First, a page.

- Schools or colleges’ objective assessments using evidence of students’ performance in classwork, bookwork, homework, mock examinations, AS Level results and the like.
- Students’ rank order, which reflects the likelihood of them achieving each subject grade.
- The expected distribution of grades at the national level are broadly in line with previous years
- Schools and colleges’ results in previous years and the prior attainment of students at school and college levels.
Disabled Students and Reasonable Adjustments
Disabled students’ A-Level and GCSE grades must reflect their academic performance after taking into account any reasonable adjustments such as the use of a reader, scribe or other access arrangements as agreed by the examination board.
What are the Consequences of Ofqual’s Grading Arrangements?
Students attending private schools, grammar schools or highly selective schools have been awarded their teachers’ assessed A-Level and GCSE grades, particularly higher ones because there would have been similar attainment patterns in previous years.
Students with a traditional intake of children from lower socioeconomic backgrounds are very unlikely to be awarded their teachers’ assessed A-Level and GCSE grades, particularly higher ones if there have been no similar attainment patterns in previous years which negates underlying reasons.
Disabled students and children from working class backgrounds, regardless of ability, are more likely to attend non-selective than selective schools and therefore would be placed at a substantial disadvantage in being awarded teachers’ A-Level/GCSE assessed grade, particularly higher ones if there has been no similar attainment patterns in previous years.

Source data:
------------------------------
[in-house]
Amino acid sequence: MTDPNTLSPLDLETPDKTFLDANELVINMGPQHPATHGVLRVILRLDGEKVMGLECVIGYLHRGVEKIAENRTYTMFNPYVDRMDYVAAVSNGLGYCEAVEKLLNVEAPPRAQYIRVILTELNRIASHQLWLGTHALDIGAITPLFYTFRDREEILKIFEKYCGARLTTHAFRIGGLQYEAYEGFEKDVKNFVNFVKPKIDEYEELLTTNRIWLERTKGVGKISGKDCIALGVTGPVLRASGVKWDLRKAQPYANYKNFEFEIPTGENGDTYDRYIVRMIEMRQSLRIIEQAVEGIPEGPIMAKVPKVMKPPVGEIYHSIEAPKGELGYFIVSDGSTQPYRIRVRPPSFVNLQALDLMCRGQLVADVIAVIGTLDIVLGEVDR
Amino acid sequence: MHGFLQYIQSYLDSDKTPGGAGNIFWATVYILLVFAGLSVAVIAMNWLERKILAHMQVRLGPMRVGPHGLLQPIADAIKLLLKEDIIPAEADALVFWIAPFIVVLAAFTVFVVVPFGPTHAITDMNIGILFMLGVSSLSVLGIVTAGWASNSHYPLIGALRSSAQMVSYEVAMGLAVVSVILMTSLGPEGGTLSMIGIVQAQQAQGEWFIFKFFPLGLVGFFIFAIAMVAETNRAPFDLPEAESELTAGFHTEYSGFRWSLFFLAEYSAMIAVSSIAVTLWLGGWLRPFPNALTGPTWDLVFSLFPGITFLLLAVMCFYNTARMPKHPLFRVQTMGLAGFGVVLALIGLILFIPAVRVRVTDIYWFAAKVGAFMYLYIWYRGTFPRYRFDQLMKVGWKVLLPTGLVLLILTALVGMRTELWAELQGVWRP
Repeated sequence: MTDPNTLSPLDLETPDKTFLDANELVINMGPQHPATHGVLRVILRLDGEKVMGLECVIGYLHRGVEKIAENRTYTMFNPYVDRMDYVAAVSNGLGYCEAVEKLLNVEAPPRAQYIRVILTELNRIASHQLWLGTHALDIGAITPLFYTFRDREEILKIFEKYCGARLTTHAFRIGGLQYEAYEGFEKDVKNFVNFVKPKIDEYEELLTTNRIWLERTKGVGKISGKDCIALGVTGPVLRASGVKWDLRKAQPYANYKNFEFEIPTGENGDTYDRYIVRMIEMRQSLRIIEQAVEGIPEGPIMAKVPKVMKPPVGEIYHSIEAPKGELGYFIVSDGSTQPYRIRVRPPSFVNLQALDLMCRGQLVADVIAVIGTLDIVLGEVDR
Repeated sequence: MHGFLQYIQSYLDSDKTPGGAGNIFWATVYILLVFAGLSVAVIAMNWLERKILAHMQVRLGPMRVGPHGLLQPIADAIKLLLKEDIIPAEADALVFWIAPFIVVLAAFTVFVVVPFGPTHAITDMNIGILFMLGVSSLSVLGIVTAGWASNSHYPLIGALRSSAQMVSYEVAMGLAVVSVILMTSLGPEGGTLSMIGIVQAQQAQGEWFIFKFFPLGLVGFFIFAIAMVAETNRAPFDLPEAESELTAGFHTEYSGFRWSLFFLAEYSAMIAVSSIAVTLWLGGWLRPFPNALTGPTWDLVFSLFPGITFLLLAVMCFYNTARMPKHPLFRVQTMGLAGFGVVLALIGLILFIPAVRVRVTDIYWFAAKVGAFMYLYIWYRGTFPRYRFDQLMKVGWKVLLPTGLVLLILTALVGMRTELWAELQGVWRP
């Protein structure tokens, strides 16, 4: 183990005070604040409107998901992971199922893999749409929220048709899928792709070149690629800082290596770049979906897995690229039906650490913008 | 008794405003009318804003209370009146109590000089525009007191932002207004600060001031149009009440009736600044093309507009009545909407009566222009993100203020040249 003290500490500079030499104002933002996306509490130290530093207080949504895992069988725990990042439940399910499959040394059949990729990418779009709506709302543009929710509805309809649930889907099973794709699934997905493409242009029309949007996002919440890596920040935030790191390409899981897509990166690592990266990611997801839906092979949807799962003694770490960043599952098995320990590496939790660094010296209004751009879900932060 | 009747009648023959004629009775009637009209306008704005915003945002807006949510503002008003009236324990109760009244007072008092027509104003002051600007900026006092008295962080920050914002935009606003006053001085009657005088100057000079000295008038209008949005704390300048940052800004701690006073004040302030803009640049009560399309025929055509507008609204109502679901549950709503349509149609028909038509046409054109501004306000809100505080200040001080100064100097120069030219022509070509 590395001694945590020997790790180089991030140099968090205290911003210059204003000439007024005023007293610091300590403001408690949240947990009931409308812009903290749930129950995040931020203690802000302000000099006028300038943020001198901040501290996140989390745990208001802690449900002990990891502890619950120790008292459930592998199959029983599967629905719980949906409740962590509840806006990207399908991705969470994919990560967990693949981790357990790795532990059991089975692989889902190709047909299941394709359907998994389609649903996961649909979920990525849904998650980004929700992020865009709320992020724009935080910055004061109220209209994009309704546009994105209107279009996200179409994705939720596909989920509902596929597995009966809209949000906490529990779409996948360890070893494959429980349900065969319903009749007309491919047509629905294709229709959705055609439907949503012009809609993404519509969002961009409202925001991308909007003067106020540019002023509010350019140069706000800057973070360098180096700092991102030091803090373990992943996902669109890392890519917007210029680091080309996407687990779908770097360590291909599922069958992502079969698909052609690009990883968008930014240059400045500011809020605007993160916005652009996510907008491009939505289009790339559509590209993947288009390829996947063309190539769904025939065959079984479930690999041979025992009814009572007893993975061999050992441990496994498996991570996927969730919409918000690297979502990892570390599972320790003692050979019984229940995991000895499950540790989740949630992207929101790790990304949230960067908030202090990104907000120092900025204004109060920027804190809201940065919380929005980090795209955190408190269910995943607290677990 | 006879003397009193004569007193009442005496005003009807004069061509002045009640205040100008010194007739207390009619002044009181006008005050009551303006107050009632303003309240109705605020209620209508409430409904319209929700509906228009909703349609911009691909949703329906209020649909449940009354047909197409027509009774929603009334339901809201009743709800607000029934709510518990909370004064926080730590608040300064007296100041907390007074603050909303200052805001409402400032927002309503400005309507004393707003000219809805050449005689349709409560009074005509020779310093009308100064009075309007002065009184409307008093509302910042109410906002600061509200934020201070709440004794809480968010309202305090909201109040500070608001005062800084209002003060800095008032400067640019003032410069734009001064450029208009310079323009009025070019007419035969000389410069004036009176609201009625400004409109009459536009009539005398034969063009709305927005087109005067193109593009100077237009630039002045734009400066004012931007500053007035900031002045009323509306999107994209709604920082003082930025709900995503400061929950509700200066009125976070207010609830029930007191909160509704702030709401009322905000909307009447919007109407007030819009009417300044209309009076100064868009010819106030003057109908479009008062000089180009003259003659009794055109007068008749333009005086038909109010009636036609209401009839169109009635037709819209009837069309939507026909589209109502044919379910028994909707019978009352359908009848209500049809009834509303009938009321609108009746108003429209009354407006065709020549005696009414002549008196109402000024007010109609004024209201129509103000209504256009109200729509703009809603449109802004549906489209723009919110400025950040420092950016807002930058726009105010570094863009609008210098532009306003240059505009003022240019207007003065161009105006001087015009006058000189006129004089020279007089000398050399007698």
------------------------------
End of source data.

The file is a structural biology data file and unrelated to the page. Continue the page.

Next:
The DfE’s published GCSE league tables shows that Disabled students attending special schools, alternative provision and pupil referral units are much less likely than their peers to be awarded their teacher-assessed GCSE/A-Level grades; particularly higher ones if there have been no similar attainment patterns in previous years.
What are the current A Level Grading Arrangements
ALLFIE welcomes OFQUAL’s decision to use teacher-assessment rather than the computer algorithm generated A Level and GCSE final grades. However, we recognise that some teachers will underestimate Disabled pupils’ achievements without independent moderation to ensure the assessment is fair. ALLFIE wants to hear from disabled students and parents experiences – do contact us.
What to do if you are unhappy with your GCSE/A Level results
OFQUAL has published a booklet explaining the revised GCSE and A- Level grading arrangements. The booklet includes an appeals process and can be found here: Student Guide to Post-16 qualifications results: Summer 2020